The court expressly overruled contrary Federal Circuit precedent as follows: "To the extent our prior decisions in Microsoft Corp. v. Proxyconn Inc., 789 F.3d 1292 (Fed. Cir. 2015); Prolitec Inc. v. ScentAir Technologies Inc., 807 F.3d 1353 (Fed. Cir. 2015)...; Synopsys Inc. v. Mentor Graphics Corp., 814 F.3d 1309 (Fed. Cir. 2016); and Nike Inc. v. Adidas AG, 812 F.3d 1326 (Fed. Cir. 2016), are inconsistent with this conclusion, we overrule those decisions."5

It also addressed PTAB precedent, saying two of the PTO's previous decisions "do not alter our conclusion that the PTO's regulations do not speak to either Section 316(e) or the ultimate burden of persuasion regarding patentability."

Five judges concluded that the statutory scheme is unambiguous, saying it does not place the burden of proving the patentability of amended claims on the patent owner. Those five judges also concluded that there is no PTO rule identifying which party has the burden to show patentability of proposed substitute claims. Without a rule, there could be no basis for Chevron deference. They also rejected the argument that 37 C.F.R. §42.20(c), the general rule placing the burden on movants, applies to a patent owner's motion to amend claims under Section 316(e) of the Patent Act.

Six more judges said the statute is ambiguous, but they disagreed on whether the PTO interpretation deserved deference.

Two of those six, Judges Timothy B. Dyk and Jimmie V. Reyna, believed it did not, which, when added to the five who believed the statute was unambiguous, provided a plurality of seven agreeing to discard the PTO interpretation without deference.

The plurality of seven judges vacated the original PTAB decision, concluding "that the board erred when it imposed the burden of proving the patentability of its proposed substitute claims on Aqua." The case was remanded "for the board to issue a final decision under Section 318(a) assessing the patentability of the proposed substitute claims without placing the burden of persuasion on the patent owner." The court further instructed the board to follow the same practice "in all pending IPRs unless and until the director engages in notice and comment rule-making."

The en banc decision in Aqua Products appears to leave open the possibility that the PTO could promulgate a rule placing the burden on the patent owner or petitioner.

The Federal Circuit would then review that rule to determine if it should be accorded Chevron deference.

Post-Aqua Guidance from the PTO

On Nov. 21, 2017, the PTO issued guidance on motions to amend in view of Aqua Products  as a memo from then-Chief Patent Judge David Ruschke to the PTAB.

According to the guidance, "In light of the Aqua Products decision, the board will not place the burden of persuasion on a patent owner with respect to the patentability of substitute claims presented in a motion to amend."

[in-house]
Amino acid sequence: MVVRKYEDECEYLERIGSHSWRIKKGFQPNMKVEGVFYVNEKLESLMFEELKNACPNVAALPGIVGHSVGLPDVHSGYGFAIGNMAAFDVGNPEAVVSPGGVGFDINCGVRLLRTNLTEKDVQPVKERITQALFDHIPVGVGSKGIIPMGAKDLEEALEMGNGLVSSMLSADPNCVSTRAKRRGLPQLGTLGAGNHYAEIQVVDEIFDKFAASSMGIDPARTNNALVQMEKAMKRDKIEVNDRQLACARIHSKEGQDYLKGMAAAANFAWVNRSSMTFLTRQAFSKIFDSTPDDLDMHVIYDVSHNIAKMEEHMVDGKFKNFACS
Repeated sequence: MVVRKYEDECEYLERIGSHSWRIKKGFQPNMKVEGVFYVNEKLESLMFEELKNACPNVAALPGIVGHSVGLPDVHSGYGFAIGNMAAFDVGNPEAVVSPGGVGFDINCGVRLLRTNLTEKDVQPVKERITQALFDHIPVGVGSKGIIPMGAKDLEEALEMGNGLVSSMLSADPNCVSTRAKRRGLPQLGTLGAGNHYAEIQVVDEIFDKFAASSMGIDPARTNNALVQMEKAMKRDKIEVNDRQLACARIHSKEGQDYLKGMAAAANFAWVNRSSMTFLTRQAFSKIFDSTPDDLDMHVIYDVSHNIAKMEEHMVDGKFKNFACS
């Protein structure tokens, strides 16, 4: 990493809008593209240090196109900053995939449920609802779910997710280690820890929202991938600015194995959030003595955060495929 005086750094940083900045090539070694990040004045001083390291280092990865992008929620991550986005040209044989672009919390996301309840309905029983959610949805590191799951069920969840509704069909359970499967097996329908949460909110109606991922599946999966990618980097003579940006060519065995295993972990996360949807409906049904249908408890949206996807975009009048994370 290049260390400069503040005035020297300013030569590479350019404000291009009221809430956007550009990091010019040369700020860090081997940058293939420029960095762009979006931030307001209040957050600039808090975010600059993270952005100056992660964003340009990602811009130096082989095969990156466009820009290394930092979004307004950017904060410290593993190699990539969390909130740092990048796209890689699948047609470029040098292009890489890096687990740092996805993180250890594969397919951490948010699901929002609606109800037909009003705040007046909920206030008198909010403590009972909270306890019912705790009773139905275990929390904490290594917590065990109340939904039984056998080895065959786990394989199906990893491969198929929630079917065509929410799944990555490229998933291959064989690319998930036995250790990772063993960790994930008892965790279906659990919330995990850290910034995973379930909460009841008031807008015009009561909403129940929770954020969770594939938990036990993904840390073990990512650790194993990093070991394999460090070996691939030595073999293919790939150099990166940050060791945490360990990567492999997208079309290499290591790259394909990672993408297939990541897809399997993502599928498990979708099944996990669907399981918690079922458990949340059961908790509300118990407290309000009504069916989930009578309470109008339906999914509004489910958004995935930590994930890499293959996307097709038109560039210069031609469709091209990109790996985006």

Notably, the guidance does not squarely allocate the burden of persuasion. Instead, if a patent owner files a motion to amend meeting the statutory requirements of Section 316(d) and the regulatory requirements of 37 C.F.R. §42.121, "the board will proceed to determine whether the substitute claims are unpatentable by a preponderance of the evidence based on the entirety of the record, including any opposition made by the petitioner."

That is, the PTAB will place all evidence of patentability and unpatentability on the scale. If the evidence tips toward unpatentability, the motion to amend will be denied. If it tips toward patentability, the motion will be granted. And if it is "in equipoise as to the unpatentability," the motion will be granted. In other words, a tie goes to the patent owner.

The guidance seems to be an attempt to: follow Aqua, as the PTO must; avoid expressly assigning the burden on the petitioner or the patent owner in favor of evaluating unpatentability based on "the entirety of the record"; provide some guidance to PTAB judges and practitioners; and preserve the PTO's future rule-making options left open by Aqua.

Post-Aqua at the PTAB

Several instituted IPRs were pending when the en banc panel delivered the Aqua decision. Patent owners acted to address the change brought about by the decision. Supplemental briefing was authorized in several cases, though the specifics of each case vary in terms of how many pages were allowed per brief and whether a sur-reply was also authorized. An exception was Samsung Electronics Co. Ltd. v. Rosetta-Wireless Corp., No. IPR2016-00622, 2017 WL 4799775 (P.T.A.B. Oct. 20, 2017), where the PTAB denied the patent owner's request to file a motion to amend in light of Aqua Products. In Samsung, the final written decision issued Aug. 21, 2017, and the patent owner had not filed a motion to amend during the trial.